Coronavirus—Control in an Uncontrollable Globe

April 30, 2020

It’s been a few months since the novel coronavirus introduced itself in the form of several pneumonic cases to Wuhan, China. Shortly after, the virus began sneakily scattering throughout the globe, injecting widespread scare and panic over the entire globe. We saw the first case in the states in Seattle, Washington on January 24, 2020. The World Health Organization (WHO) officially declared the outbreak a global pandemic a little over a month later on March 11th. By this time, Asia was already deeply permeated by the virus, killing thousands. The WHO continued efforts to understand the crisis in attempts to lessen the amount of fear. Director General Tedros Adhanom Ghebreyesus stated, “We are deeply concerned both by the alarming levels of spread and severity and by the alarming levels of inaction. We have called every day for countries to take urgent and aggressive action, and we have rung the alarm bell loud and clear.”

Understanding the character of the virus is still in its discovery phase, given its newness. The virus, named Coronavirus Disease or COVID-19 (COronaVIrus Disease, and 19 for the year it was discovered), is one of many strains that exist, that is, it’s part of a group of viruses that are similar in nature. There is more than one Coronavirus type and all are zoonotic, a virus that originates from the family Animalia. COVID-19’s method of entry into the human body is through droplets of saliva and/or contents coming from the nose. Health experts have advised that one should remain within a prescribed distance (6 feet to be exact) from another human and be cautioned when in close range of someone who is sneezing and coughing. Fever, coughing, and fatigue are associated as the main symptoms of COVID-19; difficulty breathing and sore throat are minor symptoms of the disease. It is important to note that not everyone who is sneezing and coughing is suffering from the condition, and that practicing and understanding safety measures that are repeatedly mentioned from various reputable communication outlets is critical.

“We have to break old habits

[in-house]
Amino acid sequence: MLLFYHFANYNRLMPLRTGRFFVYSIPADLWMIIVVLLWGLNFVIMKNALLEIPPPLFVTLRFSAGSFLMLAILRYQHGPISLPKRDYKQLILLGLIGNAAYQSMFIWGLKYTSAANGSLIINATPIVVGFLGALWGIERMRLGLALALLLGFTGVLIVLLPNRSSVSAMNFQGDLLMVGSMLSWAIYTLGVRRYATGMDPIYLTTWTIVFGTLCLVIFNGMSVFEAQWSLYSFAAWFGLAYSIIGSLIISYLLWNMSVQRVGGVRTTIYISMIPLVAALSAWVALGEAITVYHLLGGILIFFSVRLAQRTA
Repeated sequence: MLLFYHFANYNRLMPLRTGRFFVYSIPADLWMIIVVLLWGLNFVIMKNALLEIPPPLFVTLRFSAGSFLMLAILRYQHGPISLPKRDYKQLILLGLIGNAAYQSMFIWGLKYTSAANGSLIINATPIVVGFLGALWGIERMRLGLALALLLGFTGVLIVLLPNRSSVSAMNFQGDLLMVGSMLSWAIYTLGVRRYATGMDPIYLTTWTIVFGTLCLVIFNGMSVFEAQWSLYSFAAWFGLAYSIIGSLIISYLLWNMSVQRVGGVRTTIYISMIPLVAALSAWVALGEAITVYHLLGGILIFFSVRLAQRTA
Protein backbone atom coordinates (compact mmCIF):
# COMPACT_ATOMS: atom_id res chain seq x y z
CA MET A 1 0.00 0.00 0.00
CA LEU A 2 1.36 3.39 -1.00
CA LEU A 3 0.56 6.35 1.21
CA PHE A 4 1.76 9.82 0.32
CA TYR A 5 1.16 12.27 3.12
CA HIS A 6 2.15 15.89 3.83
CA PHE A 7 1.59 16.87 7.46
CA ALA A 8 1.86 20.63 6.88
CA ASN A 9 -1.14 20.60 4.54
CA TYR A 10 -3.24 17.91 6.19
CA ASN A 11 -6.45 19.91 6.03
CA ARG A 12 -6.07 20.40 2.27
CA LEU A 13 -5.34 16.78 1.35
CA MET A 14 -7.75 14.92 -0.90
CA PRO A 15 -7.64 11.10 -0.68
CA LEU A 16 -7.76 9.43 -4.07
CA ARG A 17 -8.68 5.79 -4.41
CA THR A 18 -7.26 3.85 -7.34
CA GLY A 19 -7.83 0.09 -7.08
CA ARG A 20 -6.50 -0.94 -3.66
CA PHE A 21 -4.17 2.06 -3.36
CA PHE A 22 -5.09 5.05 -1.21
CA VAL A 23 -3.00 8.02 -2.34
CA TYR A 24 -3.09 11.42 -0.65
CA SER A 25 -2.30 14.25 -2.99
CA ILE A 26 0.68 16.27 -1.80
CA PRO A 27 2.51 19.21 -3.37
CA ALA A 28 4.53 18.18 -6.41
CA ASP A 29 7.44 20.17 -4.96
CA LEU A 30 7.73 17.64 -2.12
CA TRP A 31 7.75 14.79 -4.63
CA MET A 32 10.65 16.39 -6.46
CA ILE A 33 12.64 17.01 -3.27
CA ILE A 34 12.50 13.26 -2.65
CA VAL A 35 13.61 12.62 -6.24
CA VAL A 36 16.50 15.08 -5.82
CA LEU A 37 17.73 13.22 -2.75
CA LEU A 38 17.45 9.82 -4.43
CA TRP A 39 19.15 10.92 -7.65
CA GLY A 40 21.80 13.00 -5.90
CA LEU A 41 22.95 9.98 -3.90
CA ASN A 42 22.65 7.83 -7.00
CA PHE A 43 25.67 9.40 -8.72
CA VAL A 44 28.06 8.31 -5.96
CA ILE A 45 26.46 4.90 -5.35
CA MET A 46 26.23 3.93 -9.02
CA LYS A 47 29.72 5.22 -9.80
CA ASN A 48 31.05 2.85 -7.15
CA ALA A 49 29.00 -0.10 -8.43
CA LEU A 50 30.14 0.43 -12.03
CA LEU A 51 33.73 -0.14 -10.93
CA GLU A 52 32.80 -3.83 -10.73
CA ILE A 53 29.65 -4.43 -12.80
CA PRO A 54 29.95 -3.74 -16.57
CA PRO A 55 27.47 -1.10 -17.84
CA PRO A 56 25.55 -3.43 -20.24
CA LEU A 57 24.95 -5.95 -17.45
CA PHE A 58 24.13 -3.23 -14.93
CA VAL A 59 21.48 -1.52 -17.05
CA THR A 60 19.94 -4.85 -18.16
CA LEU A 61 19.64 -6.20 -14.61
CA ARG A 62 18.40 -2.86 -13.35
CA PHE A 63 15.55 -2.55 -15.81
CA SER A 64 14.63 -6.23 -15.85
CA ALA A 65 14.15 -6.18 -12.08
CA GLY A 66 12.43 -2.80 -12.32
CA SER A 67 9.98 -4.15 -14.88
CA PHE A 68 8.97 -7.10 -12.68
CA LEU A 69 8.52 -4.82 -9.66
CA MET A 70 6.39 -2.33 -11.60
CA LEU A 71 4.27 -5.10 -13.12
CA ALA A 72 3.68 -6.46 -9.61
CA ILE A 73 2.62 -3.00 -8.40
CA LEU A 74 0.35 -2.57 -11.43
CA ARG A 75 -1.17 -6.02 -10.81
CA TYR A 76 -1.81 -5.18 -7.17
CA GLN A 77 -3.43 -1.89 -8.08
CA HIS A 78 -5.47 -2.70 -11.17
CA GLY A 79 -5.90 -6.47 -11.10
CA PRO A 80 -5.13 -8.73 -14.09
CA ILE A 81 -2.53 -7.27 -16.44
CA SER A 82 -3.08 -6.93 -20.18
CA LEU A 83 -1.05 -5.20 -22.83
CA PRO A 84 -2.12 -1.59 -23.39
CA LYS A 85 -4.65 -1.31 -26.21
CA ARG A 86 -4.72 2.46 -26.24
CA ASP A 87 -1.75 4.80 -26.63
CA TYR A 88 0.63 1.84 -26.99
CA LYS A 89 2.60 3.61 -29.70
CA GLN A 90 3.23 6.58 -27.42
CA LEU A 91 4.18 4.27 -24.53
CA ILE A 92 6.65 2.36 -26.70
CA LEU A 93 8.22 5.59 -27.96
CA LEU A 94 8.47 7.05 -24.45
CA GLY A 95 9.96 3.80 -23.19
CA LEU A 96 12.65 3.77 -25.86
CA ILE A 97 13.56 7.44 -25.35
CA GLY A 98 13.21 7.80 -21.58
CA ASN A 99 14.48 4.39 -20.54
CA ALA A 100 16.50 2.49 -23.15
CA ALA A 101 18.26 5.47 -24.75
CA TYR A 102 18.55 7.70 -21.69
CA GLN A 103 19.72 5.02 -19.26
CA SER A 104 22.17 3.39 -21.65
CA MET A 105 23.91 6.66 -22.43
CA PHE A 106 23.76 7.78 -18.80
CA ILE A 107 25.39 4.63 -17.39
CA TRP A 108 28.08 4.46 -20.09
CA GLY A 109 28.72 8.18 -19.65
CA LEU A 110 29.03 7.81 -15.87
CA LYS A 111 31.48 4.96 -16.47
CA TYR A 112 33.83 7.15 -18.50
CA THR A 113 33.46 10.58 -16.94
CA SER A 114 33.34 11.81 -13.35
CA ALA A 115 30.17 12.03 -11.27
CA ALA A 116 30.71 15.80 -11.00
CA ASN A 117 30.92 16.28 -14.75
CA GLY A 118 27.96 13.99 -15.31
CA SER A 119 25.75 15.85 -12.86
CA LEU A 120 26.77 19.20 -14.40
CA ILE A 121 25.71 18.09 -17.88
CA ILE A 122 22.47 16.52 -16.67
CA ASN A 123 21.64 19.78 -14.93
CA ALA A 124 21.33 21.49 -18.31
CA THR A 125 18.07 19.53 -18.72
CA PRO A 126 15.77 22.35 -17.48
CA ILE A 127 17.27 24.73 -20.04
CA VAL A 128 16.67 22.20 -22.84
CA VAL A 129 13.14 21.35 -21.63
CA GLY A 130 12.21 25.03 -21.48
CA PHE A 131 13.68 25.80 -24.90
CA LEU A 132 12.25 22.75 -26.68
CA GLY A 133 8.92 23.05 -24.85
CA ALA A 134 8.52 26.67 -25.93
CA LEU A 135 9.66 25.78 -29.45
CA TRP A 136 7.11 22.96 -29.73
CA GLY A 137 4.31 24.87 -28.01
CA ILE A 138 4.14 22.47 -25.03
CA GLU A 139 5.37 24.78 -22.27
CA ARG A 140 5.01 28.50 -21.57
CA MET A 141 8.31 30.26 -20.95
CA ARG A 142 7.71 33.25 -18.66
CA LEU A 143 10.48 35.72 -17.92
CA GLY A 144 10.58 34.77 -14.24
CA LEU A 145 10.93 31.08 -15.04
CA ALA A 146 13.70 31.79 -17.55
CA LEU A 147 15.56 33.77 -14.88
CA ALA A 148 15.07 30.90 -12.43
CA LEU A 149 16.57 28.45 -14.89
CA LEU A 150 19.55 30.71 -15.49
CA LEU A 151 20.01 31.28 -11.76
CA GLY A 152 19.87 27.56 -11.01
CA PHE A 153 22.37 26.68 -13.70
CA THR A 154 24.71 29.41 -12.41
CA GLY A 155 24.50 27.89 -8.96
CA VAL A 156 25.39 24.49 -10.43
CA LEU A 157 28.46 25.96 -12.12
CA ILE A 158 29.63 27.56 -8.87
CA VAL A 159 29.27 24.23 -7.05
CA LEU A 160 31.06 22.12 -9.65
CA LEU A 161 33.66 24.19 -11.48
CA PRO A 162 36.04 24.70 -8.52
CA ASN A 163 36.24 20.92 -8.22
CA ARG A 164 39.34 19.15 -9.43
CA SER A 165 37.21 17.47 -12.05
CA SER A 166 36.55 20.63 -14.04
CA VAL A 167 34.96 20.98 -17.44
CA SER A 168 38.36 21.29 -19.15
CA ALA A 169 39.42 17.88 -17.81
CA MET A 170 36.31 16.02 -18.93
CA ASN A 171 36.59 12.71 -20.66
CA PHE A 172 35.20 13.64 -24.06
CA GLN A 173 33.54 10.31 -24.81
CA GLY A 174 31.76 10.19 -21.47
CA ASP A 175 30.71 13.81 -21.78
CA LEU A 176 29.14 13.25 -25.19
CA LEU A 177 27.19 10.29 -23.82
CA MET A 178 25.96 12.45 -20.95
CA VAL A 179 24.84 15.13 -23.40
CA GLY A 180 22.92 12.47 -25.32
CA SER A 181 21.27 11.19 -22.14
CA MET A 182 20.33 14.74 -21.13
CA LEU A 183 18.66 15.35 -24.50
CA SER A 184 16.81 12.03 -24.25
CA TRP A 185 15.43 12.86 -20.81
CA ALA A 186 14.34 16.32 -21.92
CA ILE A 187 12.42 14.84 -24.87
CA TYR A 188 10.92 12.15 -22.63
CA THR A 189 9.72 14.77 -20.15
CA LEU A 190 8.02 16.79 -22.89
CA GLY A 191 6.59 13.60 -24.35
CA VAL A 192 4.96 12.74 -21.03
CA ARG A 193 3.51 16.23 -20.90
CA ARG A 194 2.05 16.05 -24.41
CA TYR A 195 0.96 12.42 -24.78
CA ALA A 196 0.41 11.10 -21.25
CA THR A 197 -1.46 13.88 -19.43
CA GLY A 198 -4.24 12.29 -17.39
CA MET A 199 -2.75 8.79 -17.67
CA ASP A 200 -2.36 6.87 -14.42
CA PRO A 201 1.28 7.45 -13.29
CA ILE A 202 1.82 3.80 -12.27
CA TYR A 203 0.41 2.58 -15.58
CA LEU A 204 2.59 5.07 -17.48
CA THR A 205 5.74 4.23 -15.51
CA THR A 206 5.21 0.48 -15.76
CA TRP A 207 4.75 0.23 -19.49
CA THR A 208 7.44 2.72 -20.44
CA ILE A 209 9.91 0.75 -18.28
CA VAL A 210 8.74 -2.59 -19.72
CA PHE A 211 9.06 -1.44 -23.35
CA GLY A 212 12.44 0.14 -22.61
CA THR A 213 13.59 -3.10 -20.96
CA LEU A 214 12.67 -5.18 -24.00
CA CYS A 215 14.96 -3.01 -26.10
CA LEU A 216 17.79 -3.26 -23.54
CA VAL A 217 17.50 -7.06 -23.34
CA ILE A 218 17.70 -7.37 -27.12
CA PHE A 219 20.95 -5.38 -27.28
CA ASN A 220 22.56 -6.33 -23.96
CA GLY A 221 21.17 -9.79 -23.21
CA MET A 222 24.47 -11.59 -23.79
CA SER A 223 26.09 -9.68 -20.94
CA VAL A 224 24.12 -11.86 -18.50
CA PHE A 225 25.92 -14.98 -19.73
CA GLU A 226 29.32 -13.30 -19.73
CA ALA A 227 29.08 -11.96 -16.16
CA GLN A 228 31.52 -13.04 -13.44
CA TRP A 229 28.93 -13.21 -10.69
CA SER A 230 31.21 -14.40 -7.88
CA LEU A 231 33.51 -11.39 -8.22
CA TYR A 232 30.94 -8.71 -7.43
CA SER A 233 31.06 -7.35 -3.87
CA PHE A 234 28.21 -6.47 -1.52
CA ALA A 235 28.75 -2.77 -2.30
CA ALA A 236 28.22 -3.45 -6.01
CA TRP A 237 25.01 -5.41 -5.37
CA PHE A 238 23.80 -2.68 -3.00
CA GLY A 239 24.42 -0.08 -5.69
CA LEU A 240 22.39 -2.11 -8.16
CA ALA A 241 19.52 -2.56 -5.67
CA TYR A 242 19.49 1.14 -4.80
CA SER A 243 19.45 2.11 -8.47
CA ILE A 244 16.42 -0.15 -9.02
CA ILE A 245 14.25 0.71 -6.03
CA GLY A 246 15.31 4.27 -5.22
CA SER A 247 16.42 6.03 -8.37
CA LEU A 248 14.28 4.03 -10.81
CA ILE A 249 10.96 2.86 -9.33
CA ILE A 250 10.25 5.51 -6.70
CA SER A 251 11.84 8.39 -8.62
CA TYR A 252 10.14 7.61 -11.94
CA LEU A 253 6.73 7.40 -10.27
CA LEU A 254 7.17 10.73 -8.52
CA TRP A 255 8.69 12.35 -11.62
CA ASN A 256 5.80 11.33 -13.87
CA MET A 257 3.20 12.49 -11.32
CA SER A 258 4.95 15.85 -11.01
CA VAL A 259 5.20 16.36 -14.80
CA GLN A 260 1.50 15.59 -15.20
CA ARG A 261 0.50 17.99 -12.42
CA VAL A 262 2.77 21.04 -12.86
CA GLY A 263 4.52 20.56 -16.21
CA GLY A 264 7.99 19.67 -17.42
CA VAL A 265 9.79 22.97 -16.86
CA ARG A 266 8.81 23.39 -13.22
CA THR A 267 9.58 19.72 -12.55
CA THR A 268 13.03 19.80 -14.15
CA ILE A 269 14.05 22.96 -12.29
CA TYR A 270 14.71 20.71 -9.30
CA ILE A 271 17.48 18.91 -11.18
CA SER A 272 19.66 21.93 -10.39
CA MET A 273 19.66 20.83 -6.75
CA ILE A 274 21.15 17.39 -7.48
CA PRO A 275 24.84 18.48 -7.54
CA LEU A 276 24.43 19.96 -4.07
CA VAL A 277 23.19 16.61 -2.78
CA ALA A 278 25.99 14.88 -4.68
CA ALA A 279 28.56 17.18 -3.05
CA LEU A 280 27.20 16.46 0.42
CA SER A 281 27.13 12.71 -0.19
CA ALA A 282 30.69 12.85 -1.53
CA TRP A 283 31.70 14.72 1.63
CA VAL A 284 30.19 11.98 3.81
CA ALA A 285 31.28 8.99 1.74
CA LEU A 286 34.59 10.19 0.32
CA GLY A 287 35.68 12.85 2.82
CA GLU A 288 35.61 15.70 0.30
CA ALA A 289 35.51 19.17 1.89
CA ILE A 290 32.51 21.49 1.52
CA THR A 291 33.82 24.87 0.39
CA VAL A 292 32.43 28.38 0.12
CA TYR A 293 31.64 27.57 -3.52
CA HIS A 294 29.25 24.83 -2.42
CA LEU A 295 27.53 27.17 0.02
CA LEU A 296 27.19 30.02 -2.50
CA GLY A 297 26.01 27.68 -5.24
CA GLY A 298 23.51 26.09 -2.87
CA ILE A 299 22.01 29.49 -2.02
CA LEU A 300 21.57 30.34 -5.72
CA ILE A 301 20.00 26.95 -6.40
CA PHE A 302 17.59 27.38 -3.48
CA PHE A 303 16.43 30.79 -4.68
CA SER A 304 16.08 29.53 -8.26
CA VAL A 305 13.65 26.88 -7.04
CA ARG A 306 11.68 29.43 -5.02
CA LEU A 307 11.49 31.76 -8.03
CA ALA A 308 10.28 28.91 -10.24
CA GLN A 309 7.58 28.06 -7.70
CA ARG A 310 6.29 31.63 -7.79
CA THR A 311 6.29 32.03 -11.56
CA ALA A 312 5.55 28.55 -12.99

and retrain ourselves. It requires more labor,
but necessary during this time”

Communication and safety is crucial during these turbulent times, particularly to those working in the front lines and the families that support them at home. Resources may appear to be scarce with panic, fear, disconnectedness, rumors, and uncertainty ever present. The media at times does little to provide comfort, but simultaneously, how could they in a situation such as COVID-19? The primary job of a news outlet is to deliver news in the raw, regrettably. The unfortunate fact of the pandemic is that the world was simply taken by surprise; the disease spread quickly and did not allow humans to react appropriately in order to digest the reality of the event as it unfolded around them. Yes, one can say “could’ve, would’ve, should’ve” to many scenarios and decisions or indecisions, and while it’s understandable to feel this way, it’s not helpful, especially to those that work in the frontlines. During an interview, one Los Angeles City Department Firefighter and his spouse, who requested to remain anonymous and will be referred to as Frank and Jennifer, have taken a few steps that they have found useful in order to work together and communicate with one another during the COVID-19 crisis.

“My firefighter husband (Frank) and I have had those difficult conversations in regards to COVID-19 and have come up with a plan, but we did not arrive at this without difficulty,” said Jennifer. She expressed how initially the conversation regarding COVID-19 was not a topic of conversation, but then began because of the fear she began to feel. “When I started realizing measures to contain the virus were ramping up, I recognized how serious I should’ve been taking the situation.” The couple has made a few modifications to their routine that may seem inconvenient to normal everyday habits, but necessary. They have both arrived at the realization that dialogue is critical regarding the pandemic, and hope that others can learn from their experience.